Tuesday, 27 May 2014

Oh baby; Contemplating a family


Mr H and I have been married for 3 years. *insert wild cheering*

With each year comes the niggling question of 'babies?".
In our first and second year of marriage, my mum didn't mention the topic.
In our third year, my mum bought me a baby grow and gave me folic acid tablets. I think she is hinting.

Mr H has been hinting too and so has the ol' biological tick - which is more like a warm, fuzzy tingle that makes your eyes water ever so slightly when you see a cute baby.

We don't want to rush into the process though. It's a monumental, life-changing/consuming decision that deserves to be thought through and prayed about.
The more thinking I do, the more my fears spill out - and some of them are highly irrational.

For your entertainment/upliftment (some of you may be feeling the same), these are my worries.
Don't be too judgy, I'm being brutally honest...as usual.

I fear... 

Tuesday, 20 May 2014

25 going on 70: Confessions of a 25 year old


This will be my last year as a young twenty year old. 
In my eyes, once past 25, the game starts to change and people start thrusting more responsibility upon you. You no longer fit the 21 - 24 category, but must tick 25 - 30. Ouch. I feel as if I'm going to be contained, boxed, and robbed of my youth as soon as I hit 26 in July.

Imagine what I'll be like when I hit 30!

With these birthday blues fast approaching (D-Day is on the 1st July), it has made me contemplate the past year; I've now been in SA for 4 years, married for 3 and have been without my parents for 2 since they moved back to the U.K. 2013-2014 has been crazy with ongoing house renovations and puppies, but it's been an excellent year for growth and I've changed in many ways.


As I continue with life's journey, here are some things I now know from being 25:

1) I know what I want out of life and know that I must make the plans if I am to reach those goals. When you're younger, depending on your background of course, things are easier. Responsibilities are less and your parents don't mind helping you out. Now I have a husband...just kidding....he spends more than I do.

Monday, 12 May 2014

Guest etiquette: How to be simply awesome




I'm an Organizer. That is my newly appointed title amongst my circle of familiars. I'm super happy to throw events and plan catch-ups and...

This is my first post of 2014 *gasp*. Blogging requires serious will power and something to say...both of which, I have been lacking. I'm going to put it down to:
  1. Renovations (yes, they are still ongoing)
  2. Work. Drinking wine is very tiring
  3. General laziness caused by Summer
But I am now back (with brutal honesty), and with experience that I hope will be beneficial to the socialites out there.
Having instigated Wine & Dine evenings at our house (5 in total) plus a Bake-off and other random evenings of over-indulgence, I can see now what works, what personalities clash, how well I handle stress (not that well, weird hey) and, I can now offer up help to all future Hutton guests.

From my many throw-downs, this is my top list of how to be the best guest ever AND, to guarantee a second invite.

1) Respond to an invite in a timely fashion and don't BS. If you don't want to attend, never wait till the last minute and offer weak excuses. A decent excuse would be the following, "My toilet is leaking all over my house and it smells like a cess pool." OR, "My car suddenly turned into a Transformer and has kidnapped me."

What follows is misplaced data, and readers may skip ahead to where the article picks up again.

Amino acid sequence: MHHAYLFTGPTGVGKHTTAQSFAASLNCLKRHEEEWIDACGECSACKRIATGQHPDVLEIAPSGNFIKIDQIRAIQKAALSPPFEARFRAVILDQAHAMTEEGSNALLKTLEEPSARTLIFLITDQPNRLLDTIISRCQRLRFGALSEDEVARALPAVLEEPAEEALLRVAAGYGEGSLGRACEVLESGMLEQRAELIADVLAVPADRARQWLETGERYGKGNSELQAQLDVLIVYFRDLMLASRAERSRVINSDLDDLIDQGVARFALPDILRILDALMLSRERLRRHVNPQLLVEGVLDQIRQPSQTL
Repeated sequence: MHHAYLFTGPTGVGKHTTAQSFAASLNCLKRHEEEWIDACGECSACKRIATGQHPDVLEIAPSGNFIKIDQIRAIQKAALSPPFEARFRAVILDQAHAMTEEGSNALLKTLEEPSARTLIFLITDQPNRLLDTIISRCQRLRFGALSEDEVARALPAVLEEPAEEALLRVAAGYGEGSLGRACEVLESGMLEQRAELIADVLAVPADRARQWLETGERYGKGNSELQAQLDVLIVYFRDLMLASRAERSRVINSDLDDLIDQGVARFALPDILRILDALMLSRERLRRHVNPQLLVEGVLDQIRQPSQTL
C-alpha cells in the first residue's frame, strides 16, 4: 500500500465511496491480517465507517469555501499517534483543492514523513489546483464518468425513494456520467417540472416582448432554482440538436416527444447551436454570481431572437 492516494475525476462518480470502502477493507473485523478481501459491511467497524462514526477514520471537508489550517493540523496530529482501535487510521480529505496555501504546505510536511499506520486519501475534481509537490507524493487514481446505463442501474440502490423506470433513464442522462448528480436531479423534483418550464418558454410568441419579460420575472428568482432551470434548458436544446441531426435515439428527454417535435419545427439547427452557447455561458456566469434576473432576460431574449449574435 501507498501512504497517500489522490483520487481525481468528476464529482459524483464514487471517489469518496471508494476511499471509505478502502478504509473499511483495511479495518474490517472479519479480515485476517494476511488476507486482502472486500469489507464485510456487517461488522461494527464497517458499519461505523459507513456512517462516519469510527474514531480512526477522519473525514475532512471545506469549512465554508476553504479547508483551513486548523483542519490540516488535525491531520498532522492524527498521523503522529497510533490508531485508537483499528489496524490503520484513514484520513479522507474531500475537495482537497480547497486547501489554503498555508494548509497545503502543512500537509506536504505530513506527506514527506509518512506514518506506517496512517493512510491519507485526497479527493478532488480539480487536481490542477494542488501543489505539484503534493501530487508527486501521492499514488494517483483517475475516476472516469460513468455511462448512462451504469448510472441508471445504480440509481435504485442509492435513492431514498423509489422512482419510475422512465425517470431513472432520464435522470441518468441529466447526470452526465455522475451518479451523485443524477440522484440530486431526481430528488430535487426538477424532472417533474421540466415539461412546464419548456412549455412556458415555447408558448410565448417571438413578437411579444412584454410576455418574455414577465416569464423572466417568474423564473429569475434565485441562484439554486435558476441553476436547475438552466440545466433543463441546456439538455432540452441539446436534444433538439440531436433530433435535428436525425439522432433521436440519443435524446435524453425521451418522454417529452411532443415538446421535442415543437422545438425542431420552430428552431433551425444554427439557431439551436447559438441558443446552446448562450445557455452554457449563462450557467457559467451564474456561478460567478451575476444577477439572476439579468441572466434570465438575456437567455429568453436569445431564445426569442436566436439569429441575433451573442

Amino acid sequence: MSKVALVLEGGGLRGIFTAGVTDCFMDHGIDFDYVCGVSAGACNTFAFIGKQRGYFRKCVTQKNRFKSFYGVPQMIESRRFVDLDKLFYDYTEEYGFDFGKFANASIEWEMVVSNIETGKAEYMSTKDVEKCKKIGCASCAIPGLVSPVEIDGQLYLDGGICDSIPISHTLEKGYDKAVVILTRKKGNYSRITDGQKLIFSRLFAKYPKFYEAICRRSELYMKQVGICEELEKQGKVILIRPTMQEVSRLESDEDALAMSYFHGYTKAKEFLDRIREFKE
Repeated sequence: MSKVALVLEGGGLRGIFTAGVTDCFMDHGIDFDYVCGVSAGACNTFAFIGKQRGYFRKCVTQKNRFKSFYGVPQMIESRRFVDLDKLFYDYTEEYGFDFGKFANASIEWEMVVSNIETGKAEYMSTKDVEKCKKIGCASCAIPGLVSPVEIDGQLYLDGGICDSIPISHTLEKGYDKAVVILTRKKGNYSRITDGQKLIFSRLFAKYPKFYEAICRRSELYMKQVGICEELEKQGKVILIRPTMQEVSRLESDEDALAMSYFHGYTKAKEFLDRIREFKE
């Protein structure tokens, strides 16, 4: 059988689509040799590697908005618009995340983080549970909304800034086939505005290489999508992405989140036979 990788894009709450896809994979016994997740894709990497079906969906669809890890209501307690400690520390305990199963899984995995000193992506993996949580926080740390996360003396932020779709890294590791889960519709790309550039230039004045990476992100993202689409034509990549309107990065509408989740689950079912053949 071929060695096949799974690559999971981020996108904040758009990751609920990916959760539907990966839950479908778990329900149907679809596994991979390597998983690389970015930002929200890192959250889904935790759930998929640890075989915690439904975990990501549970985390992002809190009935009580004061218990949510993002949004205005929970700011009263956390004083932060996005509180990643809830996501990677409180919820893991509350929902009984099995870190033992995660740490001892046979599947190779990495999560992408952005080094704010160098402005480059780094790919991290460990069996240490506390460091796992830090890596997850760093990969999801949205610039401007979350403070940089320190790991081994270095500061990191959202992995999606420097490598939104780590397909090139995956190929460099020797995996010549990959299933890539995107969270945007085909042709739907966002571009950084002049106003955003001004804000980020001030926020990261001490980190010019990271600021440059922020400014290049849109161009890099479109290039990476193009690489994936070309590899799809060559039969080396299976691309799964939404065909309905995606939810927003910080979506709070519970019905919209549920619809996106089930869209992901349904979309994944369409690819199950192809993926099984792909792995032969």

The worst excuse I have ever received was a no-show from a once close friend who, months later, messaged me to say, "Sorry I didn't show up and didn't tell you, I was scared of what you might say." - you would think I was some beast...only in the mornings.
2) If the invite states a dress code, adhere to it! If it's fancy dress and others have made the effort to look the part, don't rock up in normal garb and expect the host(ess) to be amused.
I have killer friends who put Madame Zingara to shame.
3) You cannot hog people/the host. Social events are, well, social. This isn't a time for you to unleash a week of woe and stress on the host, no matter how close you are.
A good host needs to make sure that everyone is having a good time and they can't do that if you're talking their ear off. PLUS, don't take over everyone's conversations. Learn when to listen.
4) At the end of the event/party/gathering, if it's in the host's house, don't sit there and watch them clean up after you. I, personally, will never want help unless you are my mother, but it's the actually offering that warms my cockles.
5) If there is a time frame to the event e.g. 6 till 9, bugger off at 9 UNLESS the host asks you to stay. Don't stare incredulously at them when they start tapping their watch or casually throw a coat at your face. This isn't your house, and you weren't up in the wee hours of the morning cleaning, cooking and decorating.
6) Don't drink all the booze. If you're a big drinker, best you be bringing your own alcohol.
7) Don't wander off and start poking around in places you don't belong. This is someone's personal residence, not a museum for you to tour. And don't go through my wine fridge.
8) Do believe me when I say that if you flirt with my husband, I will put you down like a rabid dog. Yes, I actually have to put that in this list.
9) Do expect to have your picture taken in some compromising angles. I like to keep mementos for future parties/formal occasions in which I can embarrass a certain individual....etc.

Finally,

10) Thank the host. That's just manners and your parents should have taught you that.

And that is how you get re-invited to The Huttons. Now I shall pour myself a drink and wait for the fallout - I can see Mr H giving me disapproving looks already.